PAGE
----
Editorial: We Can

Nora Goldstein, BioCycle

Nora Goldstein
BioCycle May 2012, Vol. 53, No. 5, p. 4

An occupational requirement of editors is to boil down complex or expansive concepts into catchy titles that are five words or less. I tend to default to action words ending in “ing” and unconsciously employ the same handful over and over. In this issue, “growing” and “building” were used multiple times. Reflecting on why, I realized these words are true descriptors of today’s organics recycling industry. We’ve moved from words such as evaluating, assessing, testing and exploring to implementing, expanding, growing and building. Said another way, “doing it” and “doing more of it.”

Back in the office after a very successful 26th Annual BioCycle West Coast Conference, colleagues and friends were asking about highlights from the four days of workshops, sessions, trade show and tours. My response: “There is a real sense of momentum.” Participants were attending because they are doing it or about to — and doing more of it.

And opening plenary speakers, several not directly involved in organics recycling, clearly and firmly recognized the critical roles to be played by the “BioCycle Community” (their phrase), such as enhancing ecosystem services and developing projects that help ensure future sustainability of cities and smaller communities. (These keynotes will be posted on www.biocycle.net (one by one on a weekly basis) beginning mid May.)

And then it hit me. The takeaway word from the BioCycle West Coast Conference wasn’t “momentum” — defined in Webster’s Dictionary as “force or speed of movement” — although there is plenty of that happening (e.g., increasing numbers of projects, technologies, etc). Instead, the takeaway word is “adoption.” Among the definitions of adoption in Webster’s that are relevant in this context: “to choose or take as one’s own” and “to take or receive into any kind of new relationship.” In other words, adopting it and adopting more of it. By the time leading thinkers in the fields of sustainability and ecosystem services get what the organics recycling industry is doing, and the benefits to be gained by implementing all the practices the BioCycle Community has nourished, we have no other choice than to accelerate the pace of adoption to be ready to meet the demand for our products and services.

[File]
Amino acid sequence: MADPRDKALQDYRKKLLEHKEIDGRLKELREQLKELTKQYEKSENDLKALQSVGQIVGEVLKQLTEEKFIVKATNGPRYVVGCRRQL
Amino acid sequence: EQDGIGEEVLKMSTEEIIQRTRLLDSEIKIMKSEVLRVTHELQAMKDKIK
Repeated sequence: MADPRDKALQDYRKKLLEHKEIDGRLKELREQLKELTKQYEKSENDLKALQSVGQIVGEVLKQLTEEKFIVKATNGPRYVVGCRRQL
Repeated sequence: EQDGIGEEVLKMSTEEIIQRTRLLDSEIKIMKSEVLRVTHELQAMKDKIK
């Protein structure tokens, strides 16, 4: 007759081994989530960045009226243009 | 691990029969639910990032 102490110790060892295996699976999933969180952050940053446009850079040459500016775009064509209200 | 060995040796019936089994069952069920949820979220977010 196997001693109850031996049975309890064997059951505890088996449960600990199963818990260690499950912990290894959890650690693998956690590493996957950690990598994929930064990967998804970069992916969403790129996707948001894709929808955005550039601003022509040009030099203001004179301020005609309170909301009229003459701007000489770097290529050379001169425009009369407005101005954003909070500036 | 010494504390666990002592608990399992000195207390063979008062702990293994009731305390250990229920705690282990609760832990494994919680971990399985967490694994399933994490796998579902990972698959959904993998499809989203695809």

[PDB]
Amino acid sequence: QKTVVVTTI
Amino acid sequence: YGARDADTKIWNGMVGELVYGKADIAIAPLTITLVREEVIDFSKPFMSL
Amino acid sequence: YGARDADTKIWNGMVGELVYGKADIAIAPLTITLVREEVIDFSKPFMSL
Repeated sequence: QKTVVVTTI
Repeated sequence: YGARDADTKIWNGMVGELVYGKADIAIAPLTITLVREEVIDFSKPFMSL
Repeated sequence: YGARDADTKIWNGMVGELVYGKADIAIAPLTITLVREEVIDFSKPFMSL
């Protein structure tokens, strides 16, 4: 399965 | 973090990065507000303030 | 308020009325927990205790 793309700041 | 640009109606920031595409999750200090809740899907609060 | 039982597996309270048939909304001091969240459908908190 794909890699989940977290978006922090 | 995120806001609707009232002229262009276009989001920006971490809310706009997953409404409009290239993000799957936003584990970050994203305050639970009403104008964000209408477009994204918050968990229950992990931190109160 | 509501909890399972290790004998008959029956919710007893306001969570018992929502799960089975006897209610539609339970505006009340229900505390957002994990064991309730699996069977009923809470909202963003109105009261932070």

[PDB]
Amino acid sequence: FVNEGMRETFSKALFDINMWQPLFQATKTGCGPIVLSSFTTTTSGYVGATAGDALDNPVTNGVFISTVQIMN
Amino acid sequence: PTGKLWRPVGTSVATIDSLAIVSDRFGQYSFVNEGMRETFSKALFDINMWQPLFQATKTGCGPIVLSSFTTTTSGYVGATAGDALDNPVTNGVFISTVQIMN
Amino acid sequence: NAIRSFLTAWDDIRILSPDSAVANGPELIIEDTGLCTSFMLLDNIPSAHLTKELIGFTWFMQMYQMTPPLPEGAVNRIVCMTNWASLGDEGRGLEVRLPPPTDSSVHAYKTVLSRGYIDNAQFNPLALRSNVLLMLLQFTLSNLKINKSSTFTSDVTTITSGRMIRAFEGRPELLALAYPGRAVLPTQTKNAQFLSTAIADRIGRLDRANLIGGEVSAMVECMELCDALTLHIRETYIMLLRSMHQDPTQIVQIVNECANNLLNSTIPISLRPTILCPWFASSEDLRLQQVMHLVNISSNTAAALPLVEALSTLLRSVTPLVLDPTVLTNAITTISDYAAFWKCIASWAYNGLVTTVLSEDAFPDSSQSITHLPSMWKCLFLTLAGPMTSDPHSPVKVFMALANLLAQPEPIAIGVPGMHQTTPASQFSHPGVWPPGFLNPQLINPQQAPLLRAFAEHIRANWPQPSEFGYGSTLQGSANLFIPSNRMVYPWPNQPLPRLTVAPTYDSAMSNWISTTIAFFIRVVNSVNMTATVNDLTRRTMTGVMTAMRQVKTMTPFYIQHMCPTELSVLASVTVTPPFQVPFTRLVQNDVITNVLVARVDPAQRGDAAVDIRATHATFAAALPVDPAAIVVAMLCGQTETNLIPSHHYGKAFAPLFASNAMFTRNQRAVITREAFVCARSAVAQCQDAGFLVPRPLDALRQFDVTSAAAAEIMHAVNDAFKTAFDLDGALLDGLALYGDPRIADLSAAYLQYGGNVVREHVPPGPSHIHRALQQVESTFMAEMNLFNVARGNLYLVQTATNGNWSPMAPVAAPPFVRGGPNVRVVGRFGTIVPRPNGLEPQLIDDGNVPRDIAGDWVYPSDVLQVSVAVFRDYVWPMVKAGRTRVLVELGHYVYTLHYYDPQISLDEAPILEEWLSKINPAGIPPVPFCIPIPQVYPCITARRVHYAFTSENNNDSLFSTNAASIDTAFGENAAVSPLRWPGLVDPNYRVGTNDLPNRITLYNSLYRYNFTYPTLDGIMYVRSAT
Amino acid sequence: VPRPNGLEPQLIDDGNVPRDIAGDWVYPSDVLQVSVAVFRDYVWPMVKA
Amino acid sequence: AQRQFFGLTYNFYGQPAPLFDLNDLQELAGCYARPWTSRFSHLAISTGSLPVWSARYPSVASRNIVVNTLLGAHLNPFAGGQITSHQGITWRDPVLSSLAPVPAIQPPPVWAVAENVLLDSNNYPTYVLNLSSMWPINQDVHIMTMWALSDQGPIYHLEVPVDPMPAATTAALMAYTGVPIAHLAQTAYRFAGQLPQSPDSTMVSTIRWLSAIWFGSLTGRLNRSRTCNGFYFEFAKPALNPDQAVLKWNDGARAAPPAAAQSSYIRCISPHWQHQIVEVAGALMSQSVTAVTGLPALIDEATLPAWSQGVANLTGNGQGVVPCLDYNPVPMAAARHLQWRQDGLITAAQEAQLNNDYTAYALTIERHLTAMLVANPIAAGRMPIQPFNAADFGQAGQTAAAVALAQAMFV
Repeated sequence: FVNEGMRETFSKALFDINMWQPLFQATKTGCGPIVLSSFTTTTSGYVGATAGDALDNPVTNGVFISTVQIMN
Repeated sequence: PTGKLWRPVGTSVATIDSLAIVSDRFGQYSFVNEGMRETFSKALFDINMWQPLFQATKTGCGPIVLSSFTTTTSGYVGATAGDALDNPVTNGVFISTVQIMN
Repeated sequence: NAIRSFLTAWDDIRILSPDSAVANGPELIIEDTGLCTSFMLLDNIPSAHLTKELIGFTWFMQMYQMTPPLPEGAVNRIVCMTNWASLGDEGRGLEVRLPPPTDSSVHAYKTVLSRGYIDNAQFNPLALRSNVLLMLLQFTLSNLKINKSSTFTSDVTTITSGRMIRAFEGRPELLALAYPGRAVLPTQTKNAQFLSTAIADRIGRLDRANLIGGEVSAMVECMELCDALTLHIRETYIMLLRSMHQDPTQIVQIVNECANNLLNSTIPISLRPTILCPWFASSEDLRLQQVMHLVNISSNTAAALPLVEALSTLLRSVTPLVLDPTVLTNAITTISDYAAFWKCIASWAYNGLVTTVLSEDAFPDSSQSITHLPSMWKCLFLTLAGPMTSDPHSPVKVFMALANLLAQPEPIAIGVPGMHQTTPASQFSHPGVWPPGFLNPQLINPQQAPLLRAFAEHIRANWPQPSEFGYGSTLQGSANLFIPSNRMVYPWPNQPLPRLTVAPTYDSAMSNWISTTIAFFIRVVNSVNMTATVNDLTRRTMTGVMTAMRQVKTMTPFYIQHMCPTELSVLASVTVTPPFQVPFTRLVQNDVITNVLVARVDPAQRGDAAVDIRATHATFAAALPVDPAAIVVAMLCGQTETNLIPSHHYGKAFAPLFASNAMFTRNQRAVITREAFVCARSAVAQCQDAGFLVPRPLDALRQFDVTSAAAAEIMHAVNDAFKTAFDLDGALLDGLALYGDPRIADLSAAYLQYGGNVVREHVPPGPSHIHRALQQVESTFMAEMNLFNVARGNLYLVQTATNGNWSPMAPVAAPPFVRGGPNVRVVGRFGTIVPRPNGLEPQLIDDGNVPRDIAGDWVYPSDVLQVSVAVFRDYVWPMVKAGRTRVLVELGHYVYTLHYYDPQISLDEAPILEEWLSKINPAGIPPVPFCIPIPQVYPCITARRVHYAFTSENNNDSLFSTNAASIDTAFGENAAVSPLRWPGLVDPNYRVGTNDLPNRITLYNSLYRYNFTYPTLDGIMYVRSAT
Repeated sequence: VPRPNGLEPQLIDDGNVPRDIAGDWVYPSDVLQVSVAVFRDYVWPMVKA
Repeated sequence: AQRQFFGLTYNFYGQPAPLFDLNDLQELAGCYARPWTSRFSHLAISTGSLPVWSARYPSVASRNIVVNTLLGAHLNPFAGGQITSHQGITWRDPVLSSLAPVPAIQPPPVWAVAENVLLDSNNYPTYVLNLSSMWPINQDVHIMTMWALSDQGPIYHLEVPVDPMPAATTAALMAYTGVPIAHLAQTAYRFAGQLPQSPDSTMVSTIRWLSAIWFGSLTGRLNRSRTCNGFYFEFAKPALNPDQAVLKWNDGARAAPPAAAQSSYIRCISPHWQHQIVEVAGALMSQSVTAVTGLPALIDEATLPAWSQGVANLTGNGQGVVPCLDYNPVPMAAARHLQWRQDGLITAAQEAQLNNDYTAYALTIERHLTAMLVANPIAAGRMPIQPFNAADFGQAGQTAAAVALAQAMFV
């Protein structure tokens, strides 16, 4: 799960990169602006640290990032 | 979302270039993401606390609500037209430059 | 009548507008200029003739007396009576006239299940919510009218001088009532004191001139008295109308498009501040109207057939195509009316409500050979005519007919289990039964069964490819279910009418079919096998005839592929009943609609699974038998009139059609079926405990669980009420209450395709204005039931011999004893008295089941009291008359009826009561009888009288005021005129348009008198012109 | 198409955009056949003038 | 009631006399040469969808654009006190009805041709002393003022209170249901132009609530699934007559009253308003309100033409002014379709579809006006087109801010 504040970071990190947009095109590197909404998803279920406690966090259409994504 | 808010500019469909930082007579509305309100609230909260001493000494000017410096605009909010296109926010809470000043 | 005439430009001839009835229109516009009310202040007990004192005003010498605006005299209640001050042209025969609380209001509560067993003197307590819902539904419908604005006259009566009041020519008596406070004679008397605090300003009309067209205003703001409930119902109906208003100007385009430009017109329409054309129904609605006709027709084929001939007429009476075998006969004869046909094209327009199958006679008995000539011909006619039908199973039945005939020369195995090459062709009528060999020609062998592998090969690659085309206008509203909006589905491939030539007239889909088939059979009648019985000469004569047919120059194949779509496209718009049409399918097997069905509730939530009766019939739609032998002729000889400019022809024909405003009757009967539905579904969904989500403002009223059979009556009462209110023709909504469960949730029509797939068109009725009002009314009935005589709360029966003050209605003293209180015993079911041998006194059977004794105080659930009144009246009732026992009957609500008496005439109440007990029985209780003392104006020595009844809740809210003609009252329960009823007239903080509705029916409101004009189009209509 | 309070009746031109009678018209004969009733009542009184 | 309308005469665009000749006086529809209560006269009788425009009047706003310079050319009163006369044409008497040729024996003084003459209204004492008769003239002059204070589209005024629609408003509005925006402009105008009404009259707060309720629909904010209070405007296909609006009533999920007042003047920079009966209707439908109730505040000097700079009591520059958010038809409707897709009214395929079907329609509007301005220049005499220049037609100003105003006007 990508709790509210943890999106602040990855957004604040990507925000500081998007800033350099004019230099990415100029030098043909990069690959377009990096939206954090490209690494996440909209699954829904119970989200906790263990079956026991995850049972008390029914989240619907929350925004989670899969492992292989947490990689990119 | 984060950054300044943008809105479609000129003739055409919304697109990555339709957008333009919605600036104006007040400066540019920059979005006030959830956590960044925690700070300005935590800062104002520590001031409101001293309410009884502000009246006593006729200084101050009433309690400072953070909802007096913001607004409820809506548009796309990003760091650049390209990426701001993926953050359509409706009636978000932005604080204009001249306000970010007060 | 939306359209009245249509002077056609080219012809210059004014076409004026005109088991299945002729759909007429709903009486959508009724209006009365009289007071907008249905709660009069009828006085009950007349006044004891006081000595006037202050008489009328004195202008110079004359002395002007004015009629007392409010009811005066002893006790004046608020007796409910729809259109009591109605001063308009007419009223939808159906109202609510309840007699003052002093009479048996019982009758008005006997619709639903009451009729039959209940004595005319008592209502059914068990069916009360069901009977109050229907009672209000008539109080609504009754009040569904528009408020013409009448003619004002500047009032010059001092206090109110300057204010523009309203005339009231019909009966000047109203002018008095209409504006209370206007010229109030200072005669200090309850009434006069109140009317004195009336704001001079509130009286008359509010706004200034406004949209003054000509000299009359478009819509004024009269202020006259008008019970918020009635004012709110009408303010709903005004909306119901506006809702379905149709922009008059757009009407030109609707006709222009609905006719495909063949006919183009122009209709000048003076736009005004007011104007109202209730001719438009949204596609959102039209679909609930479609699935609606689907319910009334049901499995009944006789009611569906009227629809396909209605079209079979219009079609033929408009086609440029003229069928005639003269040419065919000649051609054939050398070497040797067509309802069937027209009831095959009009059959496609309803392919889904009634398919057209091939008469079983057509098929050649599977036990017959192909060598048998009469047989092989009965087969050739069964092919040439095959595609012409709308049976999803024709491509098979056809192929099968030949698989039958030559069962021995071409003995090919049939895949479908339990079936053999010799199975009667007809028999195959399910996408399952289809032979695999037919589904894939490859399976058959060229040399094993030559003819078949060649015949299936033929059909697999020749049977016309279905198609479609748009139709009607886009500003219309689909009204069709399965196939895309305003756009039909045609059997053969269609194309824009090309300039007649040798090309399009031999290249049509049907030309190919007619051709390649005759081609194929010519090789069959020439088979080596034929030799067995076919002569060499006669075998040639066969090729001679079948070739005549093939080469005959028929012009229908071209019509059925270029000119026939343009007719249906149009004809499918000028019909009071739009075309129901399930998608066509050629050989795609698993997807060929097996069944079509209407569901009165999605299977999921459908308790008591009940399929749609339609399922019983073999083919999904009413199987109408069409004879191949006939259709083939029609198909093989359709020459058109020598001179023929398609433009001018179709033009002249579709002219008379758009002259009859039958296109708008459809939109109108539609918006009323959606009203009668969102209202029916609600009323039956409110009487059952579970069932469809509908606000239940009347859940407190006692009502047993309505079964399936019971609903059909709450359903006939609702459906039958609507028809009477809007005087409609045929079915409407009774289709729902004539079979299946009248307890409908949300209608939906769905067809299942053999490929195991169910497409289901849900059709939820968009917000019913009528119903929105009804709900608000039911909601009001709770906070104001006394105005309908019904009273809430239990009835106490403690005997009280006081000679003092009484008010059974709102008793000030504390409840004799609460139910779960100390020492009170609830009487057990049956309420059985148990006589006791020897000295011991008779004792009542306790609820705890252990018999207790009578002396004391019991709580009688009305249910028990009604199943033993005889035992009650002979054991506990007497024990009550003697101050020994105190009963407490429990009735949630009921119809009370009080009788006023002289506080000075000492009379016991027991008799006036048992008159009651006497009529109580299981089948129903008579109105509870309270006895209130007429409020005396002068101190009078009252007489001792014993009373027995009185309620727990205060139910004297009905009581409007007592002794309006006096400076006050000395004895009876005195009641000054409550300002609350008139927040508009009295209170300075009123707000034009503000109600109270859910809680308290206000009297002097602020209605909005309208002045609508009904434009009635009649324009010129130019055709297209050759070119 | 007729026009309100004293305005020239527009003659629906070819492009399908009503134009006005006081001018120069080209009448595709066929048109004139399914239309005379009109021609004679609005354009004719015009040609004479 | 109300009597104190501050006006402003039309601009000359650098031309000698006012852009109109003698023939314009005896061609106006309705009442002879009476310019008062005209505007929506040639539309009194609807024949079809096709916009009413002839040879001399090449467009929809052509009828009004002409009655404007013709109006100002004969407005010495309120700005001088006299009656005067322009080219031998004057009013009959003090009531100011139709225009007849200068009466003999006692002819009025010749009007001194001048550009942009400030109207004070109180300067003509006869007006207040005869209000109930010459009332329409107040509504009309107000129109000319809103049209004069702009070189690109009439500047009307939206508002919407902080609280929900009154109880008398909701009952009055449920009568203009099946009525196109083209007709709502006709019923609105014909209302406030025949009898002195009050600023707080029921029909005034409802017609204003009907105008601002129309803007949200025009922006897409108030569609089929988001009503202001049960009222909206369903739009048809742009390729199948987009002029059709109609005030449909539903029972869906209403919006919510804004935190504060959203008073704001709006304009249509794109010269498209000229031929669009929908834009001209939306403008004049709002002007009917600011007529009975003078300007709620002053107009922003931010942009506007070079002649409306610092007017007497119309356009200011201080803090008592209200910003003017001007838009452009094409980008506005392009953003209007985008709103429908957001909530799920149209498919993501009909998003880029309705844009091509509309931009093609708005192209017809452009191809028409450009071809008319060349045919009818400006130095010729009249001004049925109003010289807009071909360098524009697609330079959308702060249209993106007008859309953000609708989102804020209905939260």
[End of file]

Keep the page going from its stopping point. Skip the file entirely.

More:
But here’s the key: To accelerate adoption, we need those plenary speakers and other ambassadors of change not directly involved in the organics recycling industry to expose members of their communities to the connections. For example, David Batker of Earth Economics is working with the Government Accounting & Standards Board to create an asset sheet for watersheds. This enables monetization of benefits that organics recycling provides, such as amending soils with compost to capture storm water. Tom Osdoba of the Portland Sustainability Institute circulates in the world of municipal finance and infrastructure. He spoke about sources of capital for sustainable infrastructure projects and suggested the starting point is to map current cash flow, e.g., for expenditures on energy, to see where the money is spent now and determine how to redirect a percentage into sustainable alternatives.

Ultimately, it requires connecting to communities beyond ours to accelerate adoption of all facets of the organics recycling industry. We have spent many years and many dollars attempting to shift practices in the traditional waste industry. While headway is being made, it will only be due to demand from outside the waste community that will put composting, recycling, anaerobic digestion and all the related high-value by-products in the mainstream. The stress of water shortages and unhealthy soils is being felt worldwide. Landfills and waste combustion can’t step up to address those challenges. We can.

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